Skip to content

    Announcements

    Exciting News for WebMD Members!

    We've been busy behind the scenes building new message boards for you. You'll have new and easier ways to find messages, connect with others, and share your stories.

    And, this will all be available on your smartphone or other mobile device!

    What Do You Need to Do?

    The message board you're used to will be closing in the coming weeks. While many of your boards will be making the move to our new home, your posts will not. Want to keep a discussion going? Save posts you want to continue (this includes your member profile story), so that you can re-post them in the new message boards.

    Keep an eye here and on your email inbox, we'll be back in touch soon to give you all the information you need!


    Yours in health,
    WebMD Message Boards Management

    Includes Expert Content
    Absent Periods
    avatar
    onlyzoe posted:
    Hi, I am 15 years old and I have had a regular period ever since I started when I was 12. In the past five months, I haven't had my period. I'm still a virgin, I have been somewhat discharging (not much), I haven't felt any itching/dryness etc.. I do get cramps and feel bloated around that time of month. Lately, I've also been having bad headaches, dizziness and nausea/vomiting. I figured it's because of my hormones and just the fact that I am a teenager so it's normal to be irregular? But, all these flu-like symptoms along with it is scaring me. Is this something to be worried about?
    Reply
     
    avatar
    Jane Harrison Hohner, RN, RNP responded:
    Dear onlyzoe: The easier question first, OK? The most common reason for a menstrual pattern like you have described is not having an ovulation every month. In a normal cycle, estrogen is produced all month. Estrogen is responsible for building up the lining of your uterus so you have something to shed each month. The good news is that you have enough estrogen to make a lining that does shed usually.

    In a normal cycle, progesterone production increases following ovulation and release of an egg.. Progesterone "stabilizes" the uterine lining in preparation for a possible implantation of a new pregnancy. If you are not pregnant that month the levels of estrogen and progesterone fall, triggering the release of the uterine lining—your period.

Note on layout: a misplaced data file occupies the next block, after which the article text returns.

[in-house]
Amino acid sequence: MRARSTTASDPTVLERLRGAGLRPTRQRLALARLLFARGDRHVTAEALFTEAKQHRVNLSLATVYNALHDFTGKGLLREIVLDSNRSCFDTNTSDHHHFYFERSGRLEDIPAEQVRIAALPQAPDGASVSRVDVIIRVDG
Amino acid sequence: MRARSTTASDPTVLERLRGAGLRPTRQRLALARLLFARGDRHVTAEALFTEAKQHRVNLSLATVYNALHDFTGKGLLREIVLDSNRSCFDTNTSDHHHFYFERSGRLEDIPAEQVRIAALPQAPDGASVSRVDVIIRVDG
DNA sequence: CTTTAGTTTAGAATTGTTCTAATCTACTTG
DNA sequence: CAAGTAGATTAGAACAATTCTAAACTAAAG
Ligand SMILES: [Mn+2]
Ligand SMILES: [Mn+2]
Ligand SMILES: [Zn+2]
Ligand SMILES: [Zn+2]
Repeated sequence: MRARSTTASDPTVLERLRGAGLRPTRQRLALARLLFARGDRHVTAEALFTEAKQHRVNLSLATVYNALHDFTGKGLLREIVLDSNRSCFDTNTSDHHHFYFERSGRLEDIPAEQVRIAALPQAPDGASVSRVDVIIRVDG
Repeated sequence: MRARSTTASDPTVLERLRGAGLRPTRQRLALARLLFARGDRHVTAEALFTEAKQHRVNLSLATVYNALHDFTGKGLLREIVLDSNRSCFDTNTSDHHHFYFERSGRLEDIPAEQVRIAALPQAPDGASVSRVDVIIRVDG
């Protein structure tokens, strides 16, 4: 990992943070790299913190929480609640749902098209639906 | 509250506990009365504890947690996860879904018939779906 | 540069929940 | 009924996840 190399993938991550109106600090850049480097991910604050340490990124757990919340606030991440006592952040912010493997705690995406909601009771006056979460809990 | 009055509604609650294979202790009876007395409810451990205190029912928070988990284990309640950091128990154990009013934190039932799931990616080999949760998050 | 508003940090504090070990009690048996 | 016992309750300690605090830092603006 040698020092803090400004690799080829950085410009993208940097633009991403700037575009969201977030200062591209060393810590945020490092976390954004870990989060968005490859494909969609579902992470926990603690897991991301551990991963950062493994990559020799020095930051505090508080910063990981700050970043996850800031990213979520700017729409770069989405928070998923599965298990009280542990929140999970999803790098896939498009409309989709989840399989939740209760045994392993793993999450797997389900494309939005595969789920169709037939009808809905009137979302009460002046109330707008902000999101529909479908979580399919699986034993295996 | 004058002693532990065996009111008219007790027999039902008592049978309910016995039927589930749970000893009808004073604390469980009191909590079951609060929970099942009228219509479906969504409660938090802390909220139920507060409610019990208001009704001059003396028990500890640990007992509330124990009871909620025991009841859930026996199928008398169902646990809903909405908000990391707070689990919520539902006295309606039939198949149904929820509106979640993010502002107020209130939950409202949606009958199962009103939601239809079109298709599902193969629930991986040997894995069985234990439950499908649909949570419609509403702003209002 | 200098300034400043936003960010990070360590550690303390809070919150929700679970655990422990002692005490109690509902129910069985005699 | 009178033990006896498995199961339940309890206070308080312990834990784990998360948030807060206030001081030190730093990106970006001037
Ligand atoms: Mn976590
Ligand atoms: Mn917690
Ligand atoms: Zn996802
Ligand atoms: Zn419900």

So, if you do not ovulate, the estrogen build up of the lining continues, but without the usual ovulation associated progesterone. Thus, the hormone levels don't decline, and the lining stays up inside the uterus—your missed period. Alternatively, the built up lining can begin to shed on its own creating erratic bleeding patterns which are usually "too-light" or super heavy and prolonged.

    Causes for not ovulating are multifold: thyroid problems, pituitary problems, ovarian cysts, physical stressors (eg sudden increases in exercise, crash dieting), emotional stressors (problems with parents or boyfriends/girlfriends, exams), increased body weight, anorexia, rotating shifts at work, etc.

    Onlyzoe, given that you have had super regular periods until 5 months ago it is time for you to see a GYN or even your local county family planning clinic. You could expect a couple of things to happen. First, when you have been several months without a period, a gynecologist may give you some progesterone in a pill form (eg Provera 10 mg for 5 days). Within 48-72 hours after stopping the progesterone your "progesterone blood level" will fall, triggering the release of the lining that has been building up. Many women report that these periods are very heavy-- as though several months of lining are shed. Second, they will see if there is any overt reason for your cycles to have suddenly become absent (eg ovarian cyst, low thyroid, pituitary adenoma, etc.).

    In Support,
    Jane


    Helpful Tips

    Be the first to post a Tip!

    Expert Blog

    Below the Belt: Women's Health - Jane Harrison-Hohner, RN, RNP

    From HPV to irregular periods to PMS to fibroids, Jane Harrison-Hohner, RN, is here to share her knowledge and insight...Read More

    Report Problems With Your Medications to the FDA

    FDAYou are encouraged to report negative side effects of prescription drugs to the FDA. Visit the FDA MedWatch website or call 1-800-FDA-1088.